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Finnish Spitz Dog

Finnish Spitz Dog


Finnish Spitz Dog

In appearance the Finnish Spitz reminds one of a fox. The body is muscular and square. The head is flat between the ears, rounding slightly at the forehead. The narrow muzzle has a pronounced stop and is wider at the base where it attaches to the skull, tapering to a point. The nose and lips are black. The teeth meet in a scissors bite. The dark, almond-shaped eyes have black rims. The ears are set high, erect and open toward the front of the dog. The legs are straight when viewed from the front. The topline is level. The chest is deep, reaching to the elbows. The plumed tail curls up over the back and down the side with an abundant amount of hair. Dewclaws are sometimes removed and the catlike feet are round. The double coat has a short, soft, dense undercoat with a long, straight, harsh outer coat. Coat colors include various shades of golden-red, red-brown and yellowish-red to honey-colored, with or without small white markings. Puppies are born dark and lighten to a reddish color as they get older.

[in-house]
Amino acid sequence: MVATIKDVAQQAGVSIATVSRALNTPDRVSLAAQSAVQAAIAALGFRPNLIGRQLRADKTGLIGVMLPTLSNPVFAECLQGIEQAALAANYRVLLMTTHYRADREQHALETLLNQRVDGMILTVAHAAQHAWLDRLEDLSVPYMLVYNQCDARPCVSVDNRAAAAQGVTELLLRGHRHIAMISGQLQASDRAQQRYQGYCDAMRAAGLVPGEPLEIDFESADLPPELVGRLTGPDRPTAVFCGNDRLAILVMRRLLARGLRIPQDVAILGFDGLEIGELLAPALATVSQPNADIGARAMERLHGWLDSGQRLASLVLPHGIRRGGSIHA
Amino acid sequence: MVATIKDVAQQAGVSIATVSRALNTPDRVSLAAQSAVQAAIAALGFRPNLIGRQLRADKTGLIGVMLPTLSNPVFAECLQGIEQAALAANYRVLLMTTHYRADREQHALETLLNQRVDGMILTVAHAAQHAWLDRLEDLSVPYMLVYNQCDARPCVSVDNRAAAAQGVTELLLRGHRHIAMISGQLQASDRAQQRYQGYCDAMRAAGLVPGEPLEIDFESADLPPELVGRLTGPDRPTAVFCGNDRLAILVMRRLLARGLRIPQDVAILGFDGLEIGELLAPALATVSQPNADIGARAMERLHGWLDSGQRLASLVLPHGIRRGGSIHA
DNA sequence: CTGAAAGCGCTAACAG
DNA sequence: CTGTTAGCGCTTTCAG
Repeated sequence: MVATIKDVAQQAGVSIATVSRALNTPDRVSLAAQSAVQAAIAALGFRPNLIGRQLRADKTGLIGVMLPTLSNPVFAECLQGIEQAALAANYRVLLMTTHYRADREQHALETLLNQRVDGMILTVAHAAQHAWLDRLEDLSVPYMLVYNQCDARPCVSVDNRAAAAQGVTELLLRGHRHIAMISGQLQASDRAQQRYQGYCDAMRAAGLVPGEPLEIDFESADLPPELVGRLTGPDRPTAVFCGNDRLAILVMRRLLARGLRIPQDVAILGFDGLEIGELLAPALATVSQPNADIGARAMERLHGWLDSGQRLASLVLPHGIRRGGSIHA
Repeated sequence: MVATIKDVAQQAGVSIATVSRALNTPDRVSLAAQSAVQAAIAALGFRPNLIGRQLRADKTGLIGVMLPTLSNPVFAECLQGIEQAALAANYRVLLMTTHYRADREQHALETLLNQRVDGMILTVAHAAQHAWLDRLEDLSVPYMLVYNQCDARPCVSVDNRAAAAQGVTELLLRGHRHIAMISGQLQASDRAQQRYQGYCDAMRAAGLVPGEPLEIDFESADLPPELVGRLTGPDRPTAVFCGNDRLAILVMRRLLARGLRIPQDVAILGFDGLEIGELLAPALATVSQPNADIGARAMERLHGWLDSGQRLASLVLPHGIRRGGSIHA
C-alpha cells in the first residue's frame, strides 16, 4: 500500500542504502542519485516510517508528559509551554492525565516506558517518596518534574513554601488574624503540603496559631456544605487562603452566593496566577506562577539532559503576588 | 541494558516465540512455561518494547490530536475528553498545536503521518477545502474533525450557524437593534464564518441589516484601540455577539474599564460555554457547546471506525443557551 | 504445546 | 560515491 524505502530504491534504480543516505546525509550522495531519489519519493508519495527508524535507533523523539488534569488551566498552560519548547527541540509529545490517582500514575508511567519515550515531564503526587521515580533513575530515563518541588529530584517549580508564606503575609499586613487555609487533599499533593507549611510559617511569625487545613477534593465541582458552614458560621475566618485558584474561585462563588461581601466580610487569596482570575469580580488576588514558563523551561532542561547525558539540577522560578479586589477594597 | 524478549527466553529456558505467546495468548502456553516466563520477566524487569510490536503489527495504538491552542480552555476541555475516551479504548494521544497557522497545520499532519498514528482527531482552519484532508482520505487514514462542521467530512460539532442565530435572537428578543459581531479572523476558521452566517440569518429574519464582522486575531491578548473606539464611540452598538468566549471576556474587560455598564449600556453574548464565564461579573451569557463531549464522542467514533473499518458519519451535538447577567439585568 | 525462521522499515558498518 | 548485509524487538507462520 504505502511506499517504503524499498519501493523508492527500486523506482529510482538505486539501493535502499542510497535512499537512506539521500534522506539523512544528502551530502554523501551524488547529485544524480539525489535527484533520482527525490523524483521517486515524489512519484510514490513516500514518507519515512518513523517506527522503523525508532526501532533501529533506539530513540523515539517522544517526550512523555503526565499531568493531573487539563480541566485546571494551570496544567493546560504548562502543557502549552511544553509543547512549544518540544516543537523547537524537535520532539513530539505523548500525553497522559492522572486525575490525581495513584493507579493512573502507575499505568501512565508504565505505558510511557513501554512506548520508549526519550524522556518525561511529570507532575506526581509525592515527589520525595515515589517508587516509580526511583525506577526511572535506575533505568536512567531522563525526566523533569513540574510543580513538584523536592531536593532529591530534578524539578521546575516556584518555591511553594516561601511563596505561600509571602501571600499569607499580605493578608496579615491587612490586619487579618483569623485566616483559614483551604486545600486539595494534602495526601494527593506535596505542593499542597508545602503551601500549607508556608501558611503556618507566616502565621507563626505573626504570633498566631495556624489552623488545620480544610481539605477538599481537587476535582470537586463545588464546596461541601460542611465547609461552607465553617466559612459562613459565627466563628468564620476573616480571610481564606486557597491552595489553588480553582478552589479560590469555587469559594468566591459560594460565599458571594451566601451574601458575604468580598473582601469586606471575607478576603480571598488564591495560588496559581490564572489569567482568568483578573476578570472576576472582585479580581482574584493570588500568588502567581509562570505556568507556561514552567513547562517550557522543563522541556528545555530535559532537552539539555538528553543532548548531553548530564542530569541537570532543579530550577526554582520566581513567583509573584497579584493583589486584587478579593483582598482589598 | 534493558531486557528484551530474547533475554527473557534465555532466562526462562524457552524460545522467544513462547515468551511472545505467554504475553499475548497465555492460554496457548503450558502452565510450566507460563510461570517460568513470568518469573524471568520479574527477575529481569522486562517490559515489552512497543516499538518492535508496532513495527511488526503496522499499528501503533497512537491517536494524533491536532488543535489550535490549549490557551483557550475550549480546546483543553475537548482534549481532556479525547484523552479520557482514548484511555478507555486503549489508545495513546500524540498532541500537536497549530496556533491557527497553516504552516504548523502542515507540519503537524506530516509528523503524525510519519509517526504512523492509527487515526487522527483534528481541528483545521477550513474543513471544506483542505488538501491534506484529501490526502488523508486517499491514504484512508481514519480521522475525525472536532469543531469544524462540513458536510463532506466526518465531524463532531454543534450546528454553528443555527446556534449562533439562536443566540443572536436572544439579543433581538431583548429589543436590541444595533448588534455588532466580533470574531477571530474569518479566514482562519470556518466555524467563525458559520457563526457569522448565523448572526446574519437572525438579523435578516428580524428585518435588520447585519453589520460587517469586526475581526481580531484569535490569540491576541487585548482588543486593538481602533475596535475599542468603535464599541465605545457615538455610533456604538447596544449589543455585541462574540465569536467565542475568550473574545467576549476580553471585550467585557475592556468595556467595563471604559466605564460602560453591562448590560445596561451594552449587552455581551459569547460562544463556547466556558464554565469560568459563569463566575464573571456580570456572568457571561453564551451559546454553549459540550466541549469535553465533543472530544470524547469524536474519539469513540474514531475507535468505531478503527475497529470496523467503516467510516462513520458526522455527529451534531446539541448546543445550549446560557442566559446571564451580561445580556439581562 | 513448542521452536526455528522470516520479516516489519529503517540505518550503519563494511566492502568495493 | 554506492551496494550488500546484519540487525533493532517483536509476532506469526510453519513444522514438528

The Finnish Spitz is friendly, active, playful, keen and courageous. It can be obedience trained, if the owner has an air of natural, gentle, calm, authority to them. The Finnish Spitz is renowned as a hunting dog, and also makes a great companion for family members of all ages, especially children and older adults. This breed does not fully mature until it is about 3 to 4 years old. The Finnish Spitz is aware of its place in the dominance hierarchy, and owners need to clearly communicate to the dog that its place is below all humans. Finnish Spitzes that believe they are higher in the order can become protective, demanding affection and attention, become domineering and can be fairly dog aggressive. Meek or passive owners will find them hard to manage. Socialize them well or they can be reserved and sometimes aloof with strangers. They are generally good with other pets. This breed is lively and curious, though not overwhelmingly so. They are loyal to their own families, but require much consistent patience and understanding. They are good watchdogs, but are not guard dogs. In Finland the Finnish Spitz is nicknamed the “barking bird dog.” They were bred to bark a lot and even participate in barking contests, where it is not uncommon for a dog to bark over 150 times in one minute. They were bred to bark (which can sound like a yodel) continuously to point the hunter in the direction of the game bird, therefore you will never get this dog to be totally silent.

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